Granted that no fundamental right is absolute and that amidst this pandemic, the right to privacy can be diluted. But the problem arising out of the employment of these mechanisms pales when compared to the predicament of an absent legal apparatus to check these mechanisms. There is no valid legislation backing such dilution.

The test under Puttaswamy is- 1. There exists a necessity; 2. A valid piece of legislation allowing such restriction; and 3. Such restriction being proportionate in nature. While a necessity exists, both the second and third conditions remain unfulfilled.

The judgment, recognizing public health as a valid restriction to the right to privacy, allows the State to assert analysis of data borne from hospital records to deal with public health epidemics, as long as the anonymity of the individuals is maintained through an appropriately-designed necessary and proportionate intervention policy- something that remains absent.

The Government, for the majority of its actions, relies upon the 123-year-old colonial-aged and antique Epidemic Diseases Act, 1897 [EDA Act] comprising of just four sections. The national lockdown was imposed under the National Disaster Management Act, 2005 [NDMA Act]. Neither of these statutes empowers the government to disclose personal information of any kind, making the State’s actions illegitimate.

Sections 2 and 2A of the EDA Act allow the Union and state governments to take measures in furtherance of preventing the spread of disease through temporary regulations. However, no such regulations have been issued by either government dealing with such data collection and dissemination.

Section 6(2)(i) of the NDMA Act authorizes the Centre to “take such other measures for the prevention of disaster, or the mitigation, or preparedness and capacity building for dealing with the threatening disaster situation or disaster as it may consider necessary.”

In arguendo, even if this provision is relied on, it still needs to pass the proportionality test. For a measure to pass this test, it needs to fulfill the following criteria- 1. Valid purpose; 2. Rational connection with the object sought to be achieved; 3. Absence of alternatives; and 4. Distinguishable relationship between the importance of the aim sought to be achieved and the social importance of imposing a limitation on the constitutional right.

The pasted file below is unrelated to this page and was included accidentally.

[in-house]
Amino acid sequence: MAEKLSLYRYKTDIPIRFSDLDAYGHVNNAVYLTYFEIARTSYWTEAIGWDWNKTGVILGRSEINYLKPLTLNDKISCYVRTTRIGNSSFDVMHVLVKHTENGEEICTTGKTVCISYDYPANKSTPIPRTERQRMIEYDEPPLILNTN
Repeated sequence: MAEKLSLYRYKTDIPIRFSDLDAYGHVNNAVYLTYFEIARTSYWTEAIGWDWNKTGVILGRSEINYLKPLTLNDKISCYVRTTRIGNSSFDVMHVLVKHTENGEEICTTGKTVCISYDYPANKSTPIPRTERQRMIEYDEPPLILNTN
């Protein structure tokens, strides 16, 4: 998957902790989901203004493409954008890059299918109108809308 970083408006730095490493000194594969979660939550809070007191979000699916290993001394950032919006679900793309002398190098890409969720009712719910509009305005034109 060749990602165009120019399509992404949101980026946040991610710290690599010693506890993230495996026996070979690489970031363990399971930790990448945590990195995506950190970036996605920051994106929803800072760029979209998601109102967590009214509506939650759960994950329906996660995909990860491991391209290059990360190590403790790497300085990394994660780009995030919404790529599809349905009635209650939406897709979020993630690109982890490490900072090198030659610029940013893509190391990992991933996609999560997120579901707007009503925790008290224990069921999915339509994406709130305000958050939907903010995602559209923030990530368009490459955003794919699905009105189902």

From a lens of logic, health assumes higher importance that any other right- An individual will have no right if deceased. This, however, does not justify the violation of other rights. At this stage, it is unclear whether the intrusive measures adopted (as opposed to isolation and testing policies) provide benefits enough to outweigh the price individuals are paying and would continue to pay in terms of civil liberties. Nations bring-up imminent public interest as the ground of diluting the right to privacy. This discourse cannot be granted limitless acceptance- Privacy is as much of a vital aspect of the right to life, and ergo, of public interest.

The peculiarity of the  situation in India is such that there is no knowledge as to what personal data is being collected, the authority collecting and responsible for it, and the fate of that data after the pandemic. The questions are many, but there is no one to answer.

Modern human rights took rebirth after their gross violation in the Second World War. As humanity again faces a crisis, disparate in origin but with equally disastrous consequences, India desperately needs a data protection mechanism that balances health and privacy, legislated in anticipation of future crises and applicable with retrospective effect to govern the data collected from January.

The letter addressed to the members of the US Congress signed by 13 organizations highlights the need for a data protection bill in the US that comports with certain principles. The authors are reproducing these principles with adjustments for the Indian Context-

  1. Necessity, Proportionality, and Minimization
    1. The collection and processing of personal data shall be the minimum necessary and shall conform to the touchstone of the right to privacy as protected by the Constitution and international human rights conventions.
    2. Data collection shall be transparent, and individuals shall be concisely informed of the purpose of collection. The data, without consent of the data subject, shall be barred from commercial use by any public or private entity.
  2. Security and Confidentiality
    1. Any data processing or remote technology deployment should not minimize the needed security protection.
    2. Data collected shall be maintained in a secure environment transmitted through secure methods.
  3. Time-limit
    1. The measures employed shall be temporary in nature, limited and adopted as a response to the COVID-19 pandemic.
    2. Data retention shall be limited to the period of pandemic response, and shall not be repurposed without the subject’s express consent.
  4. Accountability and due process
    1. Decision-making related to data collection and processing shall be public and documented.
    2. There shall exist pro-rata consequences for companies failing to abide by privacy regulations. Penalties may be imposed based on the indigenous ‘Deep Pocket Theory’ model of punitive measures.

The authors are BA.LLB Students at Ram Manohar Lohiya National Law University

Image Credits – Privacy International